The play picks up steam. Mary Ann Thebus’ closing monologue is monumental – easily the best part of the show, especially because of her delivery. It gives us some hint to why the boys are the way they are: she never, it seems, really loved them, at least after their father died when Ron was 9. But we don’t get a strong enough sense of this, even at the end, and it’s only portended a couple of times, when the brothers ask her to tell them she loves them and she obfuscates. It isn’t the strongest foreshadowing. And that, I think, is the greatest weakness of The Boys Room. We don’t get enough of a sense of why these two people are the way they are. Tim is the more sympathetic, as he’s a victim, but how he’s “running after the American dream,” as the program puts it, isn’t at all clear; and for Ron, we need, we yearn for some justification as to why he’s so unappealing. Or we don’t. If a character is dis-likable for a reason, if the play justifies why he is the way he is, it is one thing; if a play doesn’t, and doesn’t quite deliberately, it is another; but if a play sort of explains it, tries to justify it, but comes up short…then there is a problem. And this is, I think, the case with Ron.
Allison Torem also gains strength as the play unfolds. She starts a little awkward – but that’s not entirely her fault. She’s fed awkward lines; and a build between her and Susan that culminates in Roann losing control and screaming is simply unconvincing. Partly because of the script, and partly, perhaps, because of the direction; I lay only small blame on her. It would be very difficult to pull off such an over-the-top scene. But by the time Roann confronts her father and asks if he’s ever coming home, Torem is in fine form.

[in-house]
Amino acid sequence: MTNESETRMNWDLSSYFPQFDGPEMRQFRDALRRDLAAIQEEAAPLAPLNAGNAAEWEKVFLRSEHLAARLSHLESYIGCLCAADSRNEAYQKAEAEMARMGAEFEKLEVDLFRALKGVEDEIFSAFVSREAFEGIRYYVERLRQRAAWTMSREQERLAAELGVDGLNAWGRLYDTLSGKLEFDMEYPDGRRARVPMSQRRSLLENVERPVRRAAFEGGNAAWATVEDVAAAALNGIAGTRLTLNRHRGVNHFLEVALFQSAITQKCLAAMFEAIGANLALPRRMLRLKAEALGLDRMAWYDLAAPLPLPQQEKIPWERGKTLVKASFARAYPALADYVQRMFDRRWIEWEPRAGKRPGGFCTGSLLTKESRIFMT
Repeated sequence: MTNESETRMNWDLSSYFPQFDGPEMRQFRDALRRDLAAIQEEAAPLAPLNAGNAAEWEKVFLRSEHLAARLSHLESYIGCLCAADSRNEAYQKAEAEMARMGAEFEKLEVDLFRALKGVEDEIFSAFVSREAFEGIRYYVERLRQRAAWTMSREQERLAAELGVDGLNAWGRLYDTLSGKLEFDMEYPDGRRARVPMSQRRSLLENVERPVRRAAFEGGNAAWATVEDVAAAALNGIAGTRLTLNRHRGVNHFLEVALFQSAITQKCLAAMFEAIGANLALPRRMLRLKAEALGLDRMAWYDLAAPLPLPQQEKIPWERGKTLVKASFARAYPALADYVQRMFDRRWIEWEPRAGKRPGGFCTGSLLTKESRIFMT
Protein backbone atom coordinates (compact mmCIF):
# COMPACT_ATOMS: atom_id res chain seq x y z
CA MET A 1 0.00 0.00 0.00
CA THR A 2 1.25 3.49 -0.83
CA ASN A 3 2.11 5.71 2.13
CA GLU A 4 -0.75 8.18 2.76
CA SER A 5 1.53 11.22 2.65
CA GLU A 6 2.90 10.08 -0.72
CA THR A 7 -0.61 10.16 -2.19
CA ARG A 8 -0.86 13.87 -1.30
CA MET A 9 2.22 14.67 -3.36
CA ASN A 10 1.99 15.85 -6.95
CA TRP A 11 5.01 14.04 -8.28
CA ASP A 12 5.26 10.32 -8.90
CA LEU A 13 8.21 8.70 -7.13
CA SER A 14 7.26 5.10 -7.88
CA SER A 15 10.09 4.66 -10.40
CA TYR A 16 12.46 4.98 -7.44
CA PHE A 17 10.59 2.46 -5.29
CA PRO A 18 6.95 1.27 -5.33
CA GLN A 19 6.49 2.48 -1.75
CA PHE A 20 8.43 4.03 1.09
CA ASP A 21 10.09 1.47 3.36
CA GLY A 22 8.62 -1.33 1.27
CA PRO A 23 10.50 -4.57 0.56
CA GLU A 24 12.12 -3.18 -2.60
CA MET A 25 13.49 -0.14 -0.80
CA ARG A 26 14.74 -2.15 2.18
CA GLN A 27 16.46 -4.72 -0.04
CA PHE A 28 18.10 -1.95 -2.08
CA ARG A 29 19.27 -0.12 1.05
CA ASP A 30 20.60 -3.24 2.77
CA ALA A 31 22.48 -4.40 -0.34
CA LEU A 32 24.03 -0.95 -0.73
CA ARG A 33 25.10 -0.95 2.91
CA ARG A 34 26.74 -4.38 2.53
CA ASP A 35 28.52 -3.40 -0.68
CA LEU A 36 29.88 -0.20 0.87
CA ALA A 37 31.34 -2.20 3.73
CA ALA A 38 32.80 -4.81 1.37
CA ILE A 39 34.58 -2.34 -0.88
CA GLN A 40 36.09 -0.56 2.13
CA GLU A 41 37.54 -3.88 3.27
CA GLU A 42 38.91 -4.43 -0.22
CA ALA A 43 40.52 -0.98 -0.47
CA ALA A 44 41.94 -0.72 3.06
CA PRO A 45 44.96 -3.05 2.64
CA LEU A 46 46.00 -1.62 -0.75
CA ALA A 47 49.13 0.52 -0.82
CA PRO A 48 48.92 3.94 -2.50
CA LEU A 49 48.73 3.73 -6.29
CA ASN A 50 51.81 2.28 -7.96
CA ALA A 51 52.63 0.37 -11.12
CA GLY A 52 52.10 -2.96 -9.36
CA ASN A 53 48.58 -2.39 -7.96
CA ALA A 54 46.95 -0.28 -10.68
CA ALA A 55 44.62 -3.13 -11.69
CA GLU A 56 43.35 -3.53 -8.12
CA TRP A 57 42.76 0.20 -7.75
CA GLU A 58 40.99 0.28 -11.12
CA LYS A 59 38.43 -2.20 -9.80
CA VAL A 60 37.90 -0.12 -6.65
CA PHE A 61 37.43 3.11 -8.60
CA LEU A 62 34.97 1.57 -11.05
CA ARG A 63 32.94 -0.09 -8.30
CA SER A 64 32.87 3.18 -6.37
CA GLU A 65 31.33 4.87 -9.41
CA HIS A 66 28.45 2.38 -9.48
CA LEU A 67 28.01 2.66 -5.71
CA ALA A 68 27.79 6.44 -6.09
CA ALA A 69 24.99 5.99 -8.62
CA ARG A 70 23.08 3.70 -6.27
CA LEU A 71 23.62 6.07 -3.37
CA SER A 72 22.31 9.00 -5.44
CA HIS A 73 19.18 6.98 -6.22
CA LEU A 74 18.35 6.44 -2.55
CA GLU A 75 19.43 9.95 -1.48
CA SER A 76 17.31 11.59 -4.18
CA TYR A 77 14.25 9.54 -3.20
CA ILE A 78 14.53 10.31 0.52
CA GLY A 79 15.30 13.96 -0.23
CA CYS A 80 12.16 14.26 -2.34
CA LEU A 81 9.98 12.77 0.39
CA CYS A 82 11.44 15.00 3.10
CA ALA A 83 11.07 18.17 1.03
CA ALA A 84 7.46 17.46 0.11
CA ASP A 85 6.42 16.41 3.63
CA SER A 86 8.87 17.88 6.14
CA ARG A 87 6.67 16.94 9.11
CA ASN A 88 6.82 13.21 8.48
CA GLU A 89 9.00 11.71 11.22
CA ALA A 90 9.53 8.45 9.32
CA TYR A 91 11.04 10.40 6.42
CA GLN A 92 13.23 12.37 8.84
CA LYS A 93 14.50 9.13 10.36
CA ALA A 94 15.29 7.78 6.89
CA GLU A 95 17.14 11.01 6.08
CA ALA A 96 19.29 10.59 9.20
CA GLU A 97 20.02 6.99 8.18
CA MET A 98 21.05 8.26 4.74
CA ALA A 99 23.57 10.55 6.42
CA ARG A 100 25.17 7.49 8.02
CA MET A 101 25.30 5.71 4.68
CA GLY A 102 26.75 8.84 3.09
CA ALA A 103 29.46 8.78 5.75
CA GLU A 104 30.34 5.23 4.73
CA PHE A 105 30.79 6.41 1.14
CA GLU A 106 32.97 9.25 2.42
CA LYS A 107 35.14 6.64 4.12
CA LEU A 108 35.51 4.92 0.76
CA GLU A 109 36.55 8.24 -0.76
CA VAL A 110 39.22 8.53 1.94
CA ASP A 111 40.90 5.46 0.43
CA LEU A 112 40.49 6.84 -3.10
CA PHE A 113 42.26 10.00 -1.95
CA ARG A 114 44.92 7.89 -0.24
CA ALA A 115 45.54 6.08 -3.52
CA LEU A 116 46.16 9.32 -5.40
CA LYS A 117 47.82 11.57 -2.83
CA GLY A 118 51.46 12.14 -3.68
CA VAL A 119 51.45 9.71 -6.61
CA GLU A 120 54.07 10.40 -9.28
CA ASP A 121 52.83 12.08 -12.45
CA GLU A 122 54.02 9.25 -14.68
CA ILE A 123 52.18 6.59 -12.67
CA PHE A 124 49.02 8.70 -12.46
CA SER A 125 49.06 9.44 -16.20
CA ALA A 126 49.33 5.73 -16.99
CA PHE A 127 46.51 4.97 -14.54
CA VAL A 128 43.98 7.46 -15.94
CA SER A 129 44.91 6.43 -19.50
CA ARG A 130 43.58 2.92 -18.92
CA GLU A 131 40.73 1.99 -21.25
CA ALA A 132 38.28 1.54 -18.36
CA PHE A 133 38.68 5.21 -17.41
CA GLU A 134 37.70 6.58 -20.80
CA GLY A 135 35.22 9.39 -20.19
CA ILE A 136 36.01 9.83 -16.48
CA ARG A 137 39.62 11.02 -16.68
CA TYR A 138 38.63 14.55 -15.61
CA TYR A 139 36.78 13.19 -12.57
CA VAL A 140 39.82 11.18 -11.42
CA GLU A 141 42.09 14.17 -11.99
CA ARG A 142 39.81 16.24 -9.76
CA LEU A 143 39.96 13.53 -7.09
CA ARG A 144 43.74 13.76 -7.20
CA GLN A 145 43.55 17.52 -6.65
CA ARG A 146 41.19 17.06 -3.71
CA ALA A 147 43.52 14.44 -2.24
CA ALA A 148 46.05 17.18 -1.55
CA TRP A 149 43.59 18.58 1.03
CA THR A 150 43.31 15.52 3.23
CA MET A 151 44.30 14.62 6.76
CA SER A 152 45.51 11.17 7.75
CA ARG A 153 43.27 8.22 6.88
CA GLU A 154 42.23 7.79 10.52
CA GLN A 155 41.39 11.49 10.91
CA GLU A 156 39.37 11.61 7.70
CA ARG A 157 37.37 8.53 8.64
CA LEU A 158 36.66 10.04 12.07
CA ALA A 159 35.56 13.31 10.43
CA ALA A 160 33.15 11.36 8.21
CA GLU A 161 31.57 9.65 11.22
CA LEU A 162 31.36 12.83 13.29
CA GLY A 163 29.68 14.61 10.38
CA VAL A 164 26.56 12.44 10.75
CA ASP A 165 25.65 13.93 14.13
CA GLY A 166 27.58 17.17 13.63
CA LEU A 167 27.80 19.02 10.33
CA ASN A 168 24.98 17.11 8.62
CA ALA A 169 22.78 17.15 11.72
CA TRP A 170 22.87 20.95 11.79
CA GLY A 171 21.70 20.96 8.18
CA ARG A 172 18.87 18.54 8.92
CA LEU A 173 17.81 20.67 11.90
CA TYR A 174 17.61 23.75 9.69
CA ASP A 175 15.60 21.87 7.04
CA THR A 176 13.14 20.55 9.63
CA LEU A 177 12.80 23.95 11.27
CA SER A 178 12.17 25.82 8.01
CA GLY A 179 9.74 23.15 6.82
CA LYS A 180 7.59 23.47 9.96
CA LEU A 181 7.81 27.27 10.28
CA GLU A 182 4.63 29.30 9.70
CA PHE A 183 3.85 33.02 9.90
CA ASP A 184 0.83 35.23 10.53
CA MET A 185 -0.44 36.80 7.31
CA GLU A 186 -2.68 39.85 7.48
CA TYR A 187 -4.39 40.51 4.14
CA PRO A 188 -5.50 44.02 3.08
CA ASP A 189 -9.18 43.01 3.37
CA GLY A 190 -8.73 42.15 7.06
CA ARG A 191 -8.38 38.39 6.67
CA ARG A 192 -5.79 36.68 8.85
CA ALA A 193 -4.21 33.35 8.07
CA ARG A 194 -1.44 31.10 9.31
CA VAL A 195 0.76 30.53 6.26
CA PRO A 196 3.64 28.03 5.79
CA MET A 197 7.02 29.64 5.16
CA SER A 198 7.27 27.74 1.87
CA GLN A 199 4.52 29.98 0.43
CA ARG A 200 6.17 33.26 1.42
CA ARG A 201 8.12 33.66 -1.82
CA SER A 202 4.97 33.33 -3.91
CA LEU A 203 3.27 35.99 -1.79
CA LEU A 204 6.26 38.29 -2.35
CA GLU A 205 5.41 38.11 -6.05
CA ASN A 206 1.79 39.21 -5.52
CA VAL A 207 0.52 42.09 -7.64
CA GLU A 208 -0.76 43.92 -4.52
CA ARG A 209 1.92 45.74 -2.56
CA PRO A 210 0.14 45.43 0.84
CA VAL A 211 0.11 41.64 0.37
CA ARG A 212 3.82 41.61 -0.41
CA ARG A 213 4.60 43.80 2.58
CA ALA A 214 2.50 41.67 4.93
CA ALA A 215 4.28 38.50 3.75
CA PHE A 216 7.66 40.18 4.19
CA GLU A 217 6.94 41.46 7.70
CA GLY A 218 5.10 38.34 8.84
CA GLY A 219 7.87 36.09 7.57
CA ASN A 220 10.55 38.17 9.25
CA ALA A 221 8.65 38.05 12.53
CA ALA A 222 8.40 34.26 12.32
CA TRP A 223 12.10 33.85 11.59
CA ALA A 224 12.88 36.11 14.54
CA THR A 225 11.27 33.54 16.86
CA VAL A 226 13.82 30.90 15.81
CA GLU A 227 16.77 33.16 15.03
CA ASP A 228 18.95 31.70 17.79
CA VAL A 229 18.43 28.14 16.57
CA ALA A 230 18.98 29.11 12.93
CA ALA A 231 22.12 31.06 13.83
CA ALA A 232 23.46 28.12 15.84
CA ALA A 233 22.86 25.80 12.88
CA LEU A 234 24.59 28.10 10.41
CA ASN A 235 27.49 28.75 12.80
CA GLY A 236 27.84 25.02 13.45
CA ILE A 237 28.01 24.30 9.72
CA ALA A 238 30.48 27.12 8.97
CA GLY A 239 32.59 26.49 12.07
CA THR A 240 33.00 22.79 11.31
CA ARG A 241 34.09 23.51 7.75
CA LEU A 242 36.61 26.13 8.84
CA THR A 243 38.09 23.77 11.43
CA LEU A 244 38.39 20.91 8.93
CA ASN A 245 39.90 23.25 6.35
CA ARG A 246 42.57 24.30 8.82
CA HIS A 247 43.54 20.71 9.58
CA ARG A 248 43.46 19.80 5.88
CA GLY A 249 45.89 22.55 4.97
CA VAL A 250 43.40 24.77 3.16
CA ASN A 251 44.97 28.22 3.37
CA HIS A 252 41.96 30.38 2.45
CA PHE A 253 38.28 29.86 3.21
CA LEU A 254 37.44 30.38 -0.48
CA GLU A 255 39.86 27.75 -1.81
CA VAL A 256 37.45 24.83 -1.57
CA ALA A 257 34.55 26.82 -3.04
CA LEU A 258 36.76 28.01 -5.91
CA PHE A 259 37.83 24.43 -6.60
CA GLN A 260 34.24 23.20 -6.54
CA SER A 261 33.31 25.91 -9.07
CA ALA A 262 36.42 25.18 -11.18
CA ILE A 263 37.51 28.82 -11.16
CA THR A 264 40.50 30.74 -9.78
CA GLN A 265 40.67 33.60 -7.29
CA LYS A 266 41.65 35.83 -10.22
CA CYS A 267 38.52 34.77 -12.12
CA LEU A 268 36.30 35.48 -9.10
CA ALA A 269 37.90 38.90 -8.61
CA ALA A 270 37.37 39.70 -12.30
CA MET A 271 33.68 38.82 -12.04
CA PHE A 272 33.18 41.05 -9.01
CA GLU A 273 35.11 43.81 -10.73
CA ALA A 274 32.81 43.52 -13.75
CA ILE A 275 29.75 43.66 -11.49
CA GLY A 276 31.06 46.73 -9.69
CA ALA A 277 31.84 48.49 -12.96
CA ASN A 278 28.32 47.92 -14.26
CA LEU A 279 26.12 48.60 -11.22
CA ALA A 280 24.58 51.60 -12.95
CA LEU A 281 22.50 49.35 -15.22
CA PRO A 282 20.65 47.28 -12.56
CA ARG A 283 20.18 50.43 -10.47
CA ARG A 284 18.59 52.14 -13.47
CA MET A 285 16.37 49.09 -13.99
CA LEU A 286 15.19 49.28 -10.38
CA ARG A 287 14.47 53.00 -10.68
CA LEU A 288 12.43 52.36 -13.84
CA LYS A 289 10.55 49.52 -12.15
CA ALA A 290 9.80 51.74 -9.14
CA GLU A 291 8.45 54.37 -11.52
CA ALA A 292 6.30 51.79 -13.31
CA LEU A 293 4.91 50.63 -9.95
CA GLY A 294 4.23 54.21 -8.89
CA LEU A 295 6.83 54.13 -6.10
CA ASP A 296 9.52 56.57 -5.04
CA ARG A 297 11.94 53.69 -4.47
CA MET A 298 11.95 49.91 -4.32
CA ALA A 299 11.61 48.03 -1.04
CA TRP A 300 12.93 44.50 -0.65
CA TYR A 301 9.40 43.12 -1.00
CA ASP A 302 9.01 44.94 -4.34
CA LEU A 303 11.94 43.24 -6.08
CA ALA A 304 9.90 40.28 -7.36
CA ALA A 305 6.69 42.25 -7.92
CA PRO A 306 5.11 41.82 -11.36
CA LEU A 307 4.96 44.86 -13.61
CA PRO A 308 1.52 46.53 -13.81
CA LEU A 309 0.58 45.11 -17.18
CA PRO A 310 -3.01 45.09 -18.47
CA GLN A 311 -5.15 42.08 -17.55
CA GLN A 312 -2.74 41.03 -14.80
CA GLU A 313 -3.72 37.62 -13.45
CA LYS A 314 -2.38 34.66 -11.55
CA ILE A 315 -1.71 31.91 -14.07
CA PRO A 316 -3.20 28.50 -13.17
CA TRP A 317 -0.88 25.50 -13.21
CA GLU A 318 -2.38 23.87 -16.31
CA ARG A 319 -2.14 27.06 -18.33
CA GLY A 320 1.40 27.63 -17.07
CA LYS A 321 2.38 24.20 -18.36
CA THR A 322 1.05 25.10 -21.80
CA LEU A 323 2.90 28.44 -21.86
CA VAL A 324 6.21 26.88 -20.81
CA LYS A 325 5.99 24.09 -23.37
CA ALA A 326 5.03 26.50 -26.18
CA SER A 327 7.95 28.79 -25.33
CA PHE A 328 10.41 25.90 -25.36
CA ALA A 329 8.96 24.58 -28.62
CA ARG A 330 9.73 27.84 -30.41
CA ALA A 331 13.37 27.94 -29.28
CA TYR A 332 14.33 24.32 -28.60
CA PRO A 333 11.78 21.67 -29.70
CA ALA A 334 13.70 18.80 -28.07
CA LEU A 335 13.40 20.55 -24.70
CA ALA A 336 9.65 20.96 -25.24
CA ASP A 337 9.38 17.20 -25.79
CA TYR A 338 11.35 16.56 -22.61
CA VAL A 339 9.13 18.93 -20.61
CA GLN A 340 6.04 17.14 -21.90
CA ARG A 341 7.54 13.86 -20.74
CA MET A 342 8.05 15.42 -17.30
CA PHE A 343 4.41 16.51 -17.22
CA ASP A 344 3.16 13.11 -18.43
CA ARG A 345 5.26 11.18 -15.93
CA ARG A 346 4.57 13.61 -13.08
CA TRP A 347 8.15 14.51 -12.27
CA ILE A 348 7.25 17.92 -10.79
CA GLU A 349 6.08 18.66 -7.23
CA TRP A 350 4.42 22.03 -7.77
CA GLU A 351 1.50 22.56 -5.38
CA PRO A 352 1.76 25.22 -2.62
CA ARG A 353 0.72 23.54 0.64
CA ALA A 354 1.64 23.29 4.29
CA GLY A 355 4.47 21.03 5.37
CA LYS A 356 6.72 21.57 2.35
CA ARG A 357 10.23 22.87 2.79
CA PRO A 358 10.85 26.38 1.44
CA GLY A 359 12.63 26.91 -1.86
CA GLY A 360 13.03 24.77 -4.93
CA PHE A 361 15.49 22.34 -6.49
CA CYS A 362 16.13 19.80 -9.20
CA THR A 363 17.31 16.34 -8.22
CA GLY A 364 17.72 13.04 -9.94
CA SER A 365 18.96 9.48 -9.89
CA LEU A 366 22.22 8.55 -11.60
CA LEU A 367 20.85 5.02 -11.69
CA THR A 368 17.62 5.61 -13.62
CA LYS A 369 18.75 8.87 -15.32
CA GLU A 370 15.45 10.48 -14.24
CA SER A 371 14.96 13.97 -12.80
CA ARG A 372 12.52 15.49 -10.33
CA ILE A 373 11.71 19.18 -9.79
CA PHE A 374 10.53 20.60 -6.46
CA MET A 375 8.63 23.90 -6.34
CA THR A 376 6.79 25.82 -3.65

Key is excellent as Tim, and Thebus is a powerhouse; the only performance that falls a little flat is that of Dempsey, and, again, I find it hard to lay the blame fully on him. He was just a bit lackluster; but, then, so is the character he was presented. Ron seems the least fleshed-out of those on stage. Which is problematic, as he has the greatest stage-time.
For fear of sounding too harsh, I will say, I enjoyed The Boys Room. It is a good play that, with a bit of fine-tuning, could be great. And it does have the Zeitgeist going for it – it is a very timely play; and, so long as there is unemployment and cancer, it will be relevant. Also, the revelation that, while Tim and his wife were having regular, great sex, before their divorce, Ron and his wife haven’t been intimate in three years, adds to the mystery of what makes marriage work. It also is the first time we see the facade of Ron’s wife’s perfection crack – it humanizes a character in dire need of it; there could be a bit more of that.
There are all these moments – like when Roann recounts to Susan what her mother told her: that when she was first introduced to her mother-in-law, Susan simply left the room, and has never touched her eldest son’s wife; and others I have mentioned before – that are the makings of a remarkable play. It’s just not quite there yet. But it could get there, and not with much difficulty.
At Victory Gardens, 2433 North Lincoln Ave., Chicago, IL; call (773) 871-3000 or visit www.victorygardens.org; tickets $20-$50; performances Tuesday-Saturday, 7:30, Saturday 4:00, Sunday 3:00, and Wednesday 2:00; running time 90 minutes without intermission; through February 20.